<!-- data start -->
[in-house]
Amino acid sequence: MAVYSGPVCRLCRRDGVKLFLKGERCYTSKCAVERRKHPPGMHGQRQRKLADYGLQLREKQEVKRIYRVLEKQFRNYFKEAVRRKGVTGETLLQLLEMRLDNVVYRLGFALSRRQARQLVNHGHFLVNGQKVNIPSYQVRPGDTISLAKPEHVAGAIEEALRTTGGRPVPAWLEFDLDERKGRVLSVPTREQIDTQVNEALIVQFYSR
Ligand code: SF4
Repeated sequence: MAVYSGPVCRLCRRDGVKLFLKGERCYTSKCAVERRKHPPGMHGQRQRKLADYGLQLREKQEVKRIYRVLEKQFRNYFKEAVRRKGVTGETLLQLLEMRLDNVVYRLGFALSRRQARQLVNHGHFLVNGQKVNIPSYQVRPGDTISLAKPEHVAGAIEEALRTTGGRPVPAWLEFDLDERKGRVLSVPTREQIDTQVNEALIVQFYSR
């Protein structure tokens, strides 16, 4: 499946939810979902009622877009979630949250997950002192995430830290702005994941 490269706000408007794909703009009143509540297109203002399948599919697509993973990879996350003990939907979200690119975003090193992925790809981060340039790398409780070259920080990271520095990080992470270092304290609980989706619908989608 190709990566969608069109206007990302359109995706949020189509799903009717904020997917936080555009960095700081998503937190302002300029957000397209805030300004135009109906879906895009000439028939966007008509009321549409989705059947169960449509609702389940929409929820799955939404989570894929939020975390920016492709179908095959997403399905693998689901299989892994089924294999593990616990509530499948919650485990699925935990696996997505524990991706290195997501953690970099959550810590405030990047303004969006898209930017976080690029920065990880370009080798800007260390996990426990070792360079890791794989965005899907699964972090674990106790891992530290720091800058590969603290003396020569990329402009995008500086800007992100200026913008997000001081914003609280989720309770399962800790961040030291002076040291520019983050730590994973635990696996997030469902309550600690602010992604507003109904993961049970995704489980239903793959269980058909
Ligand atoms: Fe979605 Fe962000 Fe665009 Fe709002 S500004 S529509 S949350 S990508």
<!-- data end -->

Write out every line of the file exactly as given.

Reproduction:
[in-house]
Amino acid sequence: MAVYSGPVCRLCRRDGVKLFLKGERCYTSKCAVERRKHPPGMHGQRQRKLADYGLQLREKQEVKRIYRVLEKQFRNYFKEAVRRKGVTGETLLQLLEMRLDNVVYRLGFALSRRQARQLVNHGHFLVNGQKVNIPSYQVRPGDTISLAKPEHVAGAIEEALRTTGGRPVPAWLEFDLDERKGRVLSVPTREQIDTQVNEALIVQFYSR
Ligand code: SF4
Repeated sequence: MAVYSGPVCRLCRRDGVKLFLKGERCYTSKCAVERRKHPPGMHGQRQRKLADYGLQLREKQEVKRIYRVLEKQFRNYFKEAVRRKGVTGETLLQLLEMRLDNVVYRLGFALSRRQARQLVNHGHFLVNGQKVNIPSYQVRPGDTISLAKPEHVAGAIEEALRTTGGRPVPAWLEFDLDERKGRVLSVPTREQIDTQVNEALIVQFYSR
């Protein structure tokens, strides 16, 4: 499946939810979902009622877009979630949250997950002192995430830290702005994941 490269706000408007794909703009009143509540297109203002399948599919697509993973990879996350003990939907979200690119975003090193992925790809981060340039790398409780070259920080990271520095990080992470270092304290609980989706619908989608 190709990566969608069109206007990302359109995706949020189509799903009717904020997917936080555009960095700081998503937190302002300029957000397209805030300004135009109906879906895009000439028939966007008509009321549409989705059947169960449509609702389940929409929820799955939404989570894929939020975390920016492709179908095959997403399905693998689901299989892994089924294999593990616990509530499948919650485990699925935990696996997505524990991706290195997501953690970099959550810590405030990047303004969006898209930017976080690029920065990880370009080798800007260390996990426990070792360079890791794989965005899907699964972090674990106790891992530290720091800058590969603290003396020569990329402009995008500086800007992100200026913008997000001081914003609280989720309770399962800790961040030291002076040291520019983050730590994973635990696996997030469902309550600690602010992604507003109904993961049970995704489980239903793959269980058909
Ligand atoms: Fe979605 Fe962000 Fe665009 Fe709002 S500004 S529509 S949350 S990508």